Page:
Al and Karen Telser

Subscriber Al Telser remembers his first MOB concert very clearly:

It was at First United Methodist Church in Evanston in December 1981. It featured a performance of Bach’s complete Christmas Oratorio, which I had never heard live before. My wife Karen was getting her Master’s degree from Kellogg at NU and had exams coming up, so I went with a good friend and neighbor. I was hooked.

We went to two or three concerts a year for a few years and then had partial season subscriptions for a few seasons. It wasn’t long before we became full-season subscribers—and have been ever since.

The Evanston concerts were held at First Methodist for many years. Each season we tried out different seats until we found the “perfect” ones for us: in the first row of the balcony, the second tier of seats on the north side of the sanctuary. We could look directly down into the faces of the soloists. Vocal soloists tend to look a bit upwards when singing, so we had the feeling they were singing directly to us—a very personal experience. When there were no soloists, we could look over the shoulders of the cellists and string bassists and see the score they were playing. We miss everything about FUM.

When MOB began pre-concert talks, we made a point of attending as many as possible, and we do the same today. The talks always add significantly to our enjoyment of the concert. (We have our favorite pre-concert lecturers, but you’ll have to ask us if you want to know who they are!)

Over the years we have come to know a few members of the staff, chorus, and orchestra personally. There was one person I knew for many years through a mutual educational background. I attended college and graduate school with Richard (Dick) Mintel. Dick’s passion was recording classical music at the highest level he could. Many of you may know that Dick recorded every MOB concert since its earliest days until just a few years ago, when he passed away. But you probably don’t know that, like me, he had a PhD in Biochemistry from the University of Chicago!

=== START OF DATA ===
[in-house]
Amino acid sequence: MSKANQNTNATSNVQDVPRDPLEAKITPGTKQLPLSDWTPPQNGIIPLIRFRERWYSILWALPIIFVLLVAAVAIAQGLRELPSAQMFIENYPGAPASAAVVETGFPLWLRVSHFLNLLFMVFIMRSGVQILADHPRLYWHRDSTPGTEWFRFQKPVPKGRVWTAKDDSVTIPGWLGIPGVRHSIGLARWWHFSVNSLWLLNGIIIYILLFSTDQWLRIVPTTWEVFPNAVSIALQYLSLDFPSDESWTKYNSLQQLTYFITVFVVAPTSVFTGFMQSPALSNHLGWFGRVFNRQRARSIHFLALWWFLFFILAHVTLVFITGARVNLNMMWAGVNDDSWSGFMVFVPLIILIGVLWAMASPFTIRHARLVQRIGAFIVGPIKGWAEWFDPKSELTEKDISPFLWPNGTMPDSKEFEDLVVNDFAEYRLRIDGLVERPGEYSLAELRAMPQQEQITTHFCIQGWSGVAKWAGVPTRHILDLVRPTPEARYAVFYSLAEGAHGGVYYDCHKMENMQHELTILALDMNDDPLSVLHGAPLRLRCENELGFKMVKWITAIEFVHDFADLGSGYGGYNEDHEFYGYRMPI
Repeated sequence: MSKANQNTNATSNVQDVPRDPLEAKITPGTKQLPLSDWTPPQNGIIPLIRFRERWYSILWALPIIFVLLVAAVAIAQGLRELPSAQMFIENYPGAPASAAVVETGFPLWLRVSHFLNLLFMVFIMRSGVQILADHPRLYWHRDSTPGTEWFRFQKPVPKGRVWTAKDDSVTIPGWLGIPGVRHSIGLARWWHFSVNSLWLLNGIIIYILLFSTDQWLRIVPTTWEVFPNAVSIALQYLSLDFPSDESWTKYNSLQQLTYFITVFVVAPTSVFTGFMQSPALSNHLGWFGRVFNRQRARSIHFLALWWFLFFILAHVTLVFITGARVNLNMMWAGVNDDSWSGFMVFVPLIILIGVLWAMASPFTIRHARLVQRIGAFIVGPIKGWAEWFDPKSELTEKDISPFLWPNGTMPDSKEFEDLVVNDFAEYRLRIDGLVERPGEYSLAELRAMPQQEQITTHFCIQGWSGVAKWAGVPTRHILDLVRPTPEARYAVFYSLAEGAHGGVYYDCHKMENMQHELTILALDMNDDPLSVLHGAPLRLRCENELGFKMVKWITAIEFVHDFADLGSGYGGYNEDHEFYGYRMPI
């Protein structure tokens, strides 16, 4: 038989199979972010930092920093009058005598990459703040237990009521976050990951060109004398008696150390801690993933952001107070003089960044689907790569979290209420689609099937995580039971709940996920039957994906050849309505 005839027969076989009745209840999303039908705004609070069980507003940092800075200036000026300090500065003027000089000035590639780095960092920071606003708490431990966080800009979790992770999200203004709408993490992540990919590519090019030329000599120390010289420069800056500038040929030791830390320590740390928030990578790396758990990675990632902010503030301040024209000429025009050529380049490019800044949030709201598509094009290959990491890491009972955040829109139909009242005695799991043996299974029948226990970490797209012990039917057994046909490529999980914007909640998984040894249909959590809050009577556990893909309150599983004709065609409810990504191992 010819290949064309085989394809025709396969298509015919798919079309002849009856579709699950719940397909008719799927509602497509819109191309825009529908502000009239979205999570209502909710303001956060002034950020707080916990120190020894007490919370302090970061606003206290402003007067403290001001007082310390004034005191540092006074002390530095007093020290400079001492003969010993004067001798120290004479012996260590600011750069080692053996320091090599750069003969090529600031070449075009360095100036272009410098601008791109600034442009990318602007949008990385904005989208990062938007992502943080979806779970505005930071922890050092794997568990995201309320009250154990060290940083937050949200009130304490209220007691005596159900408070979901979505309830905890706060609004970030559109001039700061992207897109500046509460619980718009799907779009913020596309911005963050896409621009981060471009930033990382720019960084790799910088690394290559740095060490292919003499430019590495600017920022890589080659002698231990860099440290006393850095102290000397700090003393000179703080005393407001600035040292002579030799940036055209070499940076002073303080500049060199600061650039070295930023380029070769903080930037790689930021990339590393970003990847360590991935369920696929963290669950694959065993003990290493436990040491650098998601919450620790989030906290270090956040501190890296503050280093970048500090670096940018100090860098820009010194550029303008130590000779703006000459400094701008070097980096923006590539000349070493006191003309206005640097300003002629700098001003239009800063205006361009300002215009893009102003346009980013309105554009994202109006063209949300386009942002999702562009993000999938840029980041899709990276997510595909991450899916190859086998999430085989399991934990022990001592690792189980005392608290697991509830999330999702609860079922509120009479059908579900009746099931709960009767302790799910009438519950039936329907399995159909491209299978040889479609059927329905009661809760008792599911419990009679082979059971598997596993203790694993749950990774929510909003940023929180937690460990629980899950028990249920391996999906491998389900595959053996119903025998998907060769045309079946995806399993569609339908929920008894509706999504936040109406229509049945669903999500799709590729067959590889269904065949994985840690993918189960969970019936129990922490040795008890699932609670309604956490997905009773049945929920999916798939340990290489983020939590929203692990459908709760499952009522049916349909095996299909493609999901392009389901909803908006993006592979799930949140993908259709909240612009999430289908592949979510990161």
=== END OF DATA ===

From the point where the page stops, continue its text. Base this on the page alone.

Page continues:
We have loved countless Music of the Baroque performances, always deeply appreciating the exceptional vocal excellence of the Chorus. They are a magnificent group who never fail to entrance us. A recent performance of Mozart’s Ave verum corpus stands out for Karen, whose tears were uncontrollable, while I have a vivid memory of a Vivaldi concerto for two violins. We love seeing members of the orchestra featured as concerto soloists, and we have thoroughly enjoyed being allowed to attend a few rehearsals—a significantly different and wonderful pleasure for us.

LISTEN to an excerpt from our January 2017 performance of Mozart's Ave verum corpus here

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